The New York Times Obit notes that the cover of Time magazine posed a question: “Is God dead?” But “the article’s actual headline was ‘Toward a Hidden God,’ and it was a scholarly, careful look at how secularism, urbanism, and all the other ‘isms were changing people’s ideas about God.” “Secularization, science, urbanization — all have made it comparatively easy for the modern man to ask where God is and hard for the man of faith to give a convincing answer, even to himself,” Mr. Elson wrote.

Quotes from the original Tine magazine article: Friday, Oct. 22, 1965 Theology: The God Is Dead Movement

They say that it is no longer possible to think about or believe in a transcendent God who acts in human history,

Buddhism & Blake. There is a strong streak of mysticism… whose eclectic theology borrows from such diverse sources as Buddhism and William Blake

Paul van Buren is an advocate of linguistic analysis, which attempts to clarify language by examining the way words are used and denies the objective truth of statements that cannot be verified empirically.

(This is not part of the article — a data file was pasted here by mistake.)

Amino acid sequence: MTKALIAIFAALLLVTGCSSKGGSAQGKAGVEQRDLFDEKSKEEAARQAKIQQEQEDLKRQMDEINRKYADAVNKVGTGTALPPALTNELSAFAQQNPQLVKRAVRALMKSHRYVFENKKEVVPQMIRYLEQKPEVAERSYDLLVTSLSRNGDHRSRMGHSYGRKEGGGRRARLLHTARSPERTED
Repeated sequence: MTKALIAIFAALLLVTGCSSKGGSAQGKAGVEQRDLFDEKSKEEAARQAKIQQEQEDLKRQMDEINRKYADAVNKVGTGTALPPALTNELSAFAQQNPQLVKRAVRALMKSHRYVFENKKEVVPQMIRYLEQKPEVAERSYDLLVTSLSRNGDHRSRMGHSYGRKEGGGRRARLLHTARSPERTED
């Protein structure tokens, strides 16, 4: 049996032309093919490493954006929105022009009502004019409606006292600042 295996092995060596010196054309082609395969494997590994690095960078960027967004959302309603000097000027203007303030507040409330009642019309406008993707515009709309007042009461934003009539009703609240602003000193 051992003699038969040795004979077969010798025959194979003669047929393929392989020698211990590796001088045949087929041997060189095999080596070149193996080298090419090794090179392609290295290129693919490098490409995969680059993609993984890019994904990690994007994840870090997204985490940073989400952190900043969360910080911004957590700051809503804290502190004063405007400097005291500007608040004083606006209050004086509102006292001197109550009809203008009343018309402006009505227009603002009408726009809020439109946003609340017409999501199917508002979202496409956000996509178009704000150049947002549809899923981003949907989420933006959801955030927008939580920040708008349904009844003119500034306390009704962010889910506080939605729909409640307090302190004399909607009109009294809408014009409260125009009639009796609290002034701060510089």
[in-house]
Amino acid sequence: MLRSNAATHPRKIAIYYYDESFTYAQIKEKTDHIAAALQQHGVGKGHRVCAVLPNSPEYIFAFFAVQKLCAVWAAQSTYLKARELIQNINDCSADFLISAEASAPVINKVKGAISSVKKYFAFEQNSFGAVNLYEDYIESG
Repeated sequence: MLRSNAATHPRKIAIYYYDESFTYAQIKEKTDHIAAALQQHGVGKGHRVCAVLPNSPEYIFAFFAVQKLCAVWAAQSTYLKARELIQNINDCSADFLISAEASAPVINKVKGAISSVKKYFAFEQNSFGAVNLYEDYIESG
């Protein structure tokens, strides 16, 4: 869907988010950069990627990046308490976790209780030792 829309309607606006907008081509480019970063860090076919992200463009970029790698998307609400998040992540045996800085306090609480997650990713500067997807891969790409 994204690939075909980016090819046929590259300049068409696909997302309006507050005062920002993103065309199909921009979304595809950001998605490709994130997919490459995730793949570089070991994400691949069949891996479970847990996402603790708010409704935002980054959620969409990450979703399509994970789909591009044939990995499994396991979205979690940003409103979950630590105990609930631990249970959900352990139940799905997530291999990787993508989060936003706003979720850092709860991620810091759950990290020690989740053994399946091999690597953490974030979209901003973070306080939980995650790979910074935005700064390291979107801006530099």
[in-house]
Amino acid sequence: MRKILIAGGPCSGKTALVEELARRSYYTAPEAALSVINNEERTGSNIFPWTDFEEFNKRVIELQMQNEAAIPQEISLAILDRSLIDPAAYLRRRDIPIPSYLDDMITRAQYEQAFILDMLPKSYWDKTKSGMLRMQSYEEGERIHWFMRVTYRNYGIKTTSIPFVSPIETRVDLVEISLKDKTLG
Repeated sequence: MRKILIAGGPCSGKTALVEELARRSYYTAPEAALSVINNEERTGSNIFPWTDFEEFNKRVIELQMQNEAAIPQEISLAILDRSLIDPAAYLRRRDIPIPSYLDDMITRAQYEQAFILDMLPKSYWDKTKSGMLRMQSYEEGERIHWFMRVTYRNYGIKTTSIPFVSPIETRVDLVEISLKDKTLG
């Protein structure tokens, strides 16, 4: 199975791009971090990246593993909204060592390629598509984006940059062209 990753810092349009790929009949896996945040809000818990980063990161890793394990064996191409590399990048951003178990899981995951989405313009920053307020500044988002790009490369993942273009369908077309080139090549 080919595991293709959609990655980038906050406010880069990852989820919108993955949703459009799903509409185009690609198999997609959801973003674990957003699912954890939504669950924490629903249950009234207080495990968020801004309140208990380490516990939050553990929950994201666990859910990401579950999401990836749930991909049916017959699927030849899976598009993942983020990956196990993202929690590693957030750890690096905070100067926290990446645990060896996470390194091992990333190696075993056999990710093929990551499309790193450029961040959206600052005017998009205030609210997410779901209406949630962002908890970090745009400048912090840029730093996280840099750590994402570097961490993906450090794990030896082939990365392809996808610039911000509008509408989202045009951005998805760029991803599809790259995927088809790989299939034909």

//

Harvard’s Harvey Cox… whose book The Secular City concludes with the idea that Christianity may have to stop talking about God for a while, complains about the writers’ imprecise language. “Is it the loss of the experience of God, the loss of the existence of God in Christianity, or the lack of adequate language to express God today?” he asks.

Yet we indeed do have a more hidden limited deity.  Eliezer Berkovits is the author to be credited for the idea that we no longer have direct contact with a theistic God and now we follow halakhah without a direct presence. His lines about halakhah as substituting for a living presence are now associated with almost any modern pan-halachic approach.  But Berkovits was the one to respond to the hidden God by saying we now have halakhah.

Mysticism and Kabblah which were not in vouge in the first half of the twentieth century are useful in diverse ways. We have the symbolic realm of the Kabbalah to deflect from a personal deity onto more benign, God is sefirot. Even those who read Ramhal to be Haredi have deflected their God away from a person to a closed mechanism of sefirot and inner divine drive. We also have the spirituality version of Kabbalah and Neo-hasidism where God is functional to provide human happiness and religious experience. We also now have the Elie Wiesel Hasidic deity whom humans argue with. We have the tzimzum deity whom we can no longer know through doctrine.